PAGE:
The Pallister government is turning once again to an outside consulting firm for advice — this time to assess job classifications and staff-to-management ratios at several Crown corporations.
Finance Minister Scott Fielding said the Manitoba government is not assuming the outside review will lead to further personnel cuts; rather it is looking for information on which to base future decisions.
"There potentially could be savings, but let the work happen, and then we can make informed decisions on that," he said Thursday.
During its last mandate, the Progressive Conservative government ordered a 15 per cent cut in senior management positions at Manitoba Public Insurance, Manitoba Hydro and Manitoba Liquor & Lotteries. It also undertook to reduce senior management levels within the provincial civil service.
Fielding said the government would follow up with the corporations to ensure senior management numbers haven't been creeping back up.
He said the consultant — yet to be hired — will compare management ratios at the three big Crowns, as well as at Efficiency Manitoba and Manitoba Centennial Centre, to ensure they fall in line with accepted norms.
"The best practice is generally... one-to-five or one-to-seven (supervisors to employees)," Fielding said. "That's a ballpark."
(A government spokeswoman later said the supervisory positions being examined would include those filled by members of a union.)
Fielding said the government has already carried out this analysis within the civil service.
"Taxpayers would expect us to make sure that there's an appropriate level of managers (to employees)," he said.
Since taking office in 2016, the Tory government has spent tens of millions of dollars on consultants, who've provided advice on everything from health-care reform and school construction to the harness racing industry.
"Taxpayers would expect us to make sure that there's an appropriate level of managers (to employees)." — Manitoba Finance Minister Scott Fielding
The same consultant who will study job classifications and staff-supervisor ratios will also conduct the previously announced review of executive salaries at the Crown corporations.
Fielding could not immediately say when the government expects the work to be completed. Neither did he provide a ballpark cost figure.
The Crown corporations were informed of the government's intentions Thursday.
Crown Services Minister Jeff Wharton wrote a joint letter to the board chairs of the three major corporations to inform them of the decision to hire the consultant, and to say new mandate letters will be provided in the coming weeks.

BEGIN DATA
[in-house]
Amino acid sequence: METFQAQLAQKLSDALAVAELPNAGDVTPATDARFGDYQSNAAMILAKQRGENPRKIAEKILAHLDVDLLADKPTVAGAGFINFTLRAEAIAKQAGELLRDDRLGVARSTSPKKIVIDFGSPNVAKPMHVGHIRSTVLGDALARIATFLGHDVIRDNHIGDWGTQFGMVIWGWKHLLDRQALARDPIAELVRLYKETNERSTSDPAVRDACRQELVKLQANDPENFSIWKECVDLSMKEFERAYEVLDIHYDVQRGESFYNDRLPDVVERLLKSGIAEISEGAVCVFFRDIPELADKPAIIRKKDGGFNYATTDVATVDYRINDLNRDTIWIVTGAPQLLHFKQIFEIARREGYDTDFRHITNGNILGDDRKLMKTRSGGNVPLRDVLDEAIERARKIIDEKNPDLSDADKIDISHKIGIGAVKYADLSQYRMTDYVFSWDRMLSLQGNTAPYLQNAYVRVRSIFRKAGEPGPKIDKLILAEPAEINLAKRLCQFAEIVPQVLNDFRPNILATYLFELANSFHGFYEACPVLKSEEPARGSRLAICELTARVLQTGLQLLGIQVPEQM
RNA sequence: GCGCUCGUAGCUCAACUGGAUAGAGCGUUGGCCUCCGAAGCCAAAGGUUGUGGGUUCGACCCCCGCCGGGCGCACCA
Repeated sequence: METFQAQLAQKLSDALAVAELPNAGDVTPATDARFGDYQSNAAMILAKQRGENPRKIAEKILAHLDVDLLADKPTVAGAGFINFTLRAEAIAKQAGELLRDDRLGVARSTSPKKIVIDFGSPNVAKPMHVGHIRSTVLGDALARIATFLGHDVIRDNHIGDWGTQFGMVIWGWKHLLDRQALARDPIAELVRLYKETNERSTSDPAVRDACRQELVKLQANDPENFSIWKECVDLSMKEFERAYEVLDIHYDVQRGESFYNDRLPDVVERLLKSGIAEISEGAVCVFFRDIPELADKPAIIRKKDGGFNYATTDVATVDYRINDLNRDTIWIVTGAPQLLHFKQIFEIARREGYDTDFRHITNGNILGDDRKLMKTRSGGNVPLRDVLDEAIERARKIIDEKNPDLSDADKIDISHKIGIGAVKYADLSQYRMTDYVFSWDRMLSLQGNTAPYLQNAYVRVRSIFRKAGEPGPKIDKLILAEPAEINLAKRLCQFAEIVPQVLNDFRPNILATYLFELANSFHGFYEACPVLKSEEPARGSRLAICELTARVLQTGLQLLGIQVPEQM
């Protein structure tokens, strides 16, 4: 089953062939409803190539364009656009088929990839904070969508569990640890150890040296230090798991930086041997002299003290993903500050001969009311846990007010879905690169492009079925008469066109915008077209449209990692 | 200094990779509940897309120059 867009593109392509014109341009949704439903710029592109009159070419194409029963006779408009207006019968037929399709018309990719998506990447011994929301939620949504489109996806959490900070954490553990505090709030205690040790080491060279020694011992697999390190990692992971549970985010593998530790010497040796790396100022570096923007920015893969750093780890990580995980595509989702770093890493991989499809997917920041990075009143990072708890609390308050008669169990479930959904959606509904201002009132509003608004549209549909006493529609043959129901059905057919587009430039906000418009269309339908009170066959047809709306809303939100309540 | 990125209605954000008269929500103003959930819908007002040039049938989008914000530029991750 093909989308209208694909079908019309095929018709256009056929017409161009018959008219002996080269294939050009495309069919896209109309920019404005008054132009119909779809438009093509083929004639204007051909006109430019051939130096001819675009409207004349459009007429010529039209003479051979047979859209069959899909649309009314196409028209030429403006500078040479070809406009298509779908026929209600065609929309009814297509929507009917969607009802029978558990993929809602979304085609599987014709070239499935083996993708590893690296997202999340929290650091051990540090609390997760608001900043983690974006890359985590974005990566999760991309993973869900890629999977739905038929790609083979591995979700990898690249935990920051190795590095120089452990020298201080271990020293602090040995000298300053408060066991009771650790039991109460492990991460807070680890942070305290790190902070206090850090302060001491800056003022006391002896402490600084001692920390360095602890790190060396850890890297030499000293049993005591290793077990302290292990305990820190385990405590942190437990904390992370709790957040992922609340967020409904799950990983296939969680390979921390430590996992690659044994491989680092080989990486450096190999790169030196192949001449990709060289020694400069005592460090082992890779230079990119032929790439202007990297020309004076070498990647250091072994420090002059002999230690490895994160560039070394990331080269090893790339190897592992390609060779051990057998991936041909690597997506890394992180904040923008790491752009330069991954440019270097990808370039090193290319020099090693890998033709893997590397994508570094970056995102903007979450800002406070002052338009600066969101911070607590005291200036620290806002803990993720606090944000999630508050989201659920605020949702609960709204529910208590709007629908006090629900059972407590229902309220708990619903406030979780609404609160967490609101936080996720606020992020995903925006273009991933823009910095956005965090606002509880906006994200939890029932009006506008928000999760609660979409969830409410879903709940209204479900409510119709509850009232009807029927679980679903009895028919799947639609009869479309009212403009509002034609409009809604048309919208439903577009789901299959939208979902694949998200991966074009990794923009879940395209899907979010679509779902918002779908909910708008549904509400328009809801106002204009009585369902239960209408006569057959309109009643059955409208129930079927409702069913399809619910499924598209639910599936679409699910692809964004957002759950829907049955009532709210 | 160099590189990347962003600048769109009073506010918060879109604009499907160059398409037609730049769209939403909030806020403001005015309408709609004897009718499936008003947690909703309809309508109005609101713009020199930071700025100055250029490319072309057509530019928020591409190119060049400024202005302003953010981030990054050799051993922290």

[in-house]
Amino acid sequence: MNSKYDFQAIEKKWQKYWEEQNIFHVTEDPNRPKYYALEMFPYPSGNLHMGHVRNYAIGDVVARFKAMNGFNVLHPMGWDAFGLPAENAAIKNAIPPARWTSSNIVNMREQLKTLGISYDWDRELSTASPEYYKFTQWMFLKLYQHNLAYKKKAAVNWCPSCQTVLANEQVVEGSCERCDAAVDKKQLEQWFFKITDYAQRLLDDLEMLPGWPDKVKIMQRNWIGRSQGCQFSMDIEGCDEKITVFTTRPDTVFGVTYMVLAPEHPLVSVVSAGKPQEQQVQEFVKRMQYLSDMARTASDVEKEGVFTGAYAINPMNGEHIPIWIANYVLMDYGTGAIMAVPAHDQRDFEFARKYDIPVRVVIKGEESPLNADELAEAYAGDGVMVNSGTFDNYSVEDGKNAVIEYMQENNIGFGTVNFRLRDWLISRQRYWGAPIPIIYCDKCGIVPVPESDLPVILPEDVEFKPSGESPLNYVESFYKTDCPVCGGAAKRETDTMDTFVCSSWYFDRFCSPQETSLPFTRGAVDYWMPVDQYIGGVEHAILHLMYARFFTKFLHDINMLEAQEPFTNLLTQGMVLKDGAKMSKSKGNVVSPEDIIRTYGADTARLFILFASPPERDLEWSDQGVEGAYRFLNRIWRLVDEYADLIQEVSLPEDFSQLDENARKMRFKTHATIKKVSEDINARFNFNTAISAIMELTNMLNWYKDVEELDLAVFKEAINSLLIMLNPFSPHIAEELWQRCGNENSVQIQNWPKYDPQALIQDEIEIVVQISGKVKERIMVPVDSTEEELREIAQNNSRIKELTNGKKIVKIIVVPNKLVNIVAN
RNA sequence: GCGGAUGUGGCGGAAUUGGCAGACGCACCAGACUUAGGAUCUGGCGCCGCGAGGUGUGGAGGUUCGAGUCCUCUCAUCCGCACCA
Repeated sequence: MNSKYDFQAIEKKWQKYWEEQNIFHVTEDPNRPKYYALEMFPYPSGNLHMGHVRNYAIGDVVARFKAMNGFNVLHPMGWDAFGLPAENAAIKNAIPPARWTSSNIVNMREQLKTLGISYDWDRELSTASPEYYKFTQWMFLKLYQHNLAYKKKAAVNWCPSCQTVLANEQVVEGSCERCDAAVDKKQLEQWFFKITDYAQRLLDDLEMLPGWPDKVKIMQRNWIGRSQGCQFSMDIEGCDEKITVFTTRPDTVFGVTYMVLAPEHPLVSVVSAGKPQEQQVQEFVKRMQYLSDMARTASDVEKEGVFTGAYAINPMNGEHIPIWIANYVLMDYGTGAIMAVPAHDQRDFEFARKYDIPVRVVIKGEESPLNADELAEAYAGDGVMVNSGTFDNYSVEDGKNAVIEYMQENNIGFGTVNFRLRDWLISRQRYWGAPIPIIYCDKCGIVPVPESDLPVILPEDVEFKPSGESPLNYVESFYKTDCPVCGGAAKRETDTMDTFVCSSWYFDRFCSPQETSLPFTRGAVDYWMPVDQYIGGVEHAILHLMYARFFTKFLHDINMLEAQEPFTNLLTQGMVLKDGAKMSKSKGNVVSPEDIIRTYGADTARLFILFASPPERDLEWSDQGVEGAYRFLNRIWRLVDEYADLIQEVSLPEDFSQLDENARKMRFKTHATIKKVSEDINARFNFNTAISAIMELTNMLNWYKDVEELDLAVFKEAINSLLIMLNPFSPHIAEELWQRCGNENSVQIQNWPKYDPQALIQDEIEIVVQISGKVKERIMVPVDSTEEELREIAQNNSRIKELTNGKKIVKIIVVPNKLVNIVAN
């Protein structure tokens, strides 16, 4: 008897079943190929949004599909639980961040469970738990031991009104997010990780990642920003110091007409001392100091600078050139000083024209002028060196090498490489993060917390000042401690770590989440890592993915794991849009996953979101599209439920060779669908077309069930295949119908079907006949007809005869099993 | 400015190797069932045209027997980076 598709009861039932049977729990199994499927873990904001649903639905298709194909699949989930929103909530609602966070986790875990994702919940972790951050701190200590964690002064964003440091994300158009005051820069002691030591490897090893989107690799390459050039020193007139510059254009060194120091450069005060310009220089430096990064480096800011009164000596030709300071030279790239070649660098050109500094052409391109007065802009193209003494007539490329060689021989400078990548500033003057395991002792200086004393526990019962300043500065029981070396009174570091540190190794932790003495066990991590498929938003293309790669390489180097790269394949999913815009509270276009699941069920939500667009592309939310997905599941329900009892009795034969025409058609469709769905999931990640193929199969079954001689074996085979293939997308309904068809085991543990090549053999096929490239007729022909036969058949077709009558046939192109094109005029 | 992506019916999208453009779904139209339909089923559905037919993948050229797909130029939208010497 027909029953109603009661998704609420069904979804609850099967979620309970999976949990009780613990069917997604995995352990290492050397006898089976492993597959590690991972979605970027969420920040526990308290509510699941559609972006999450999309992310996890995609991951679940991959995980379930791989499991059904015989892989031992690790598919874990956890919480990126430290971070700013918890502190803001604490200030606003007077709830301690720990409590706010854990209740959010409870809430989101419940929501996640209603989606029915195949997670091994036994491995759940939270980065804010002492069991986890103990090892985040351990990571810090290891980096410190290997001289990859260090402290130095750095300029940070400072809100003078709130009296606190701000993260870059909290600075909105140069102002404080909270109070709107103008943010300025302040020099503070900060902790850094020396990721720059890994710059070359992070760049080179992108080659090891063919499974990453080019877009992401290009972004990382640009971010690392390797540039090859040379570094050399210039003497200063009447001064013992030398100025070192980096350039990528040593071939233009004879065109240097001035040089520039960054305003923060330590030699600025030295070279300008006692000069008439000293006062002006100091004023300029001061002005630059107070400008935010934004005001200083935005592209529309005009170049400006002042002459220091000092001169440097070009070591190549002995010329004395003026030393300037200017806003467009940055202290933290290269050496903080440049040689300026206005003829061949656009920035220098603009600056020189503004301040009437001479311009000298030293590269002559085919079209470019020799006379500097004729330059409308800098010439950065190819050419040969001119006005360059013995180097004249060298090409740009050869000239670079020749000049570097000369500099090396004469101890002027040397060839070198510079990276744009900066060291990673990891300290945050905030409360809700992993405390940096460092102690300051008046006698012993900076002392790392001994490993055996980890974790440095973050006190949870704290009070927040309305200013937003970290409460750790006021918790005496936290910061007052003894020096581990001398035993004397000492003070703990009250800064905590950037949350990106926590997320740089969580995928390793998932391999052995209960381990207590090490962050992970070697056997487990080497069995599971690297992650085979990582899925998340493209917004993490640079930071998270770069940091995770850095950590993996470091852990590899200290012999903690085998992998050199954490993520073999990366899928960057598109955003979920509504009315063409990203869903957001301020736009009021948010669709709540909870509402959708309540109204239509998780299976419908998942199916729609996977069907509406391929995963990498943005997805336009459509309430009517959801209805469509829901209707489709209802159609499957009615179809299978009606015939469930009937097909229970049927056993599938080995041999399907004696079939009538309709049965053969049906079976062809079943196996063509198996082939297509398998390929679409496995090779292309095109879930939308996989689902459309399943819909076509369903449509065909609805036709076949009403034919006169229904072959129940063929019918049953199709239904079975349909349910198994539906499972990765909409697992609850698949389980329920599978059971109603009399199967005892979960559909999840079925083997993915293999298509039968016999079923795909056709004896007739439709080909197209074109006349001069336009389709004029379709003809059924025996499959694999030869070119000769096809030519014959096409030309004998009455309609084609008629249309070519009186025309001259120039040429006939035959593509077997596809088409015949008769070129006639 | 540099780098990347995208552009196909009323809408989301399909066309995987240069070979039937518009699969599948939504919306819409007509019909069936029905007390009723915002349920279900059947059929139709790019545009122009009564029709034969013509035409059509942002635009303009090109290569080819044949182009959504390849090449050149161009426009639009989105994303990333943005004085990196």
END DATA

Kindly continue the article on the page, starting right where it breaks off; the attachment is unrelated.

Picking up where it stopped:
A separate directive said the corporations are expected to achieve "a reduction in overall management by at least 15 per cent."
Fielding emphasized this did not represent a further 15 per cent cut over and above the previous senior management reduction directive.
The Free Press reached out to Hydro, MLL and MPI for comment Thursday.
Only Hydro responded before deadline, with a brief statement, which read: "Manitoba Hydro has already achieved the staffing targets outlined in the mandate letter. We are in compliance with all requirements under the directive to Crown corporations, and will continue to be."
Last summer, Manitoba Hydro revealed it had hired an independent firm to assist it in developing a 20-year corporate strategic plan. It's unclear what effect the consultant about to be hired by the province will have on that work.
NDP MLA Adrien Sala said he is concerned about further staff cuts at Hydro, which has reduced its workforce by more than 800 positions in recent years.
Sala noted Hydro has expressed the concern more staff cuts could result in safety risks to employees and the general public.
"Here we have the premier once again using his friends in the consultancy business to help our Crown corporations determine what they need to do to run their businesses," the St. James MLA said.
Sala said any review should be done in partnership with the Crown corporations.
Fielding also said future increases in executive salaries at Crown corporations will have to conform to the government's overall public-sector four-year guideline of zero, zero, 0.75 per cent, and one per cent.
The guideline will kick in after a salary-escalating clause in an existing executive contract ends, the minister said.
Larry Kusch didn’t know what he wanted to do with his life until he attended a high school newspaper editor’s workshop in Regina in the summer of 1969 and listened to a university student speak glowingly about the journalism program at Carleton University in Ottawa.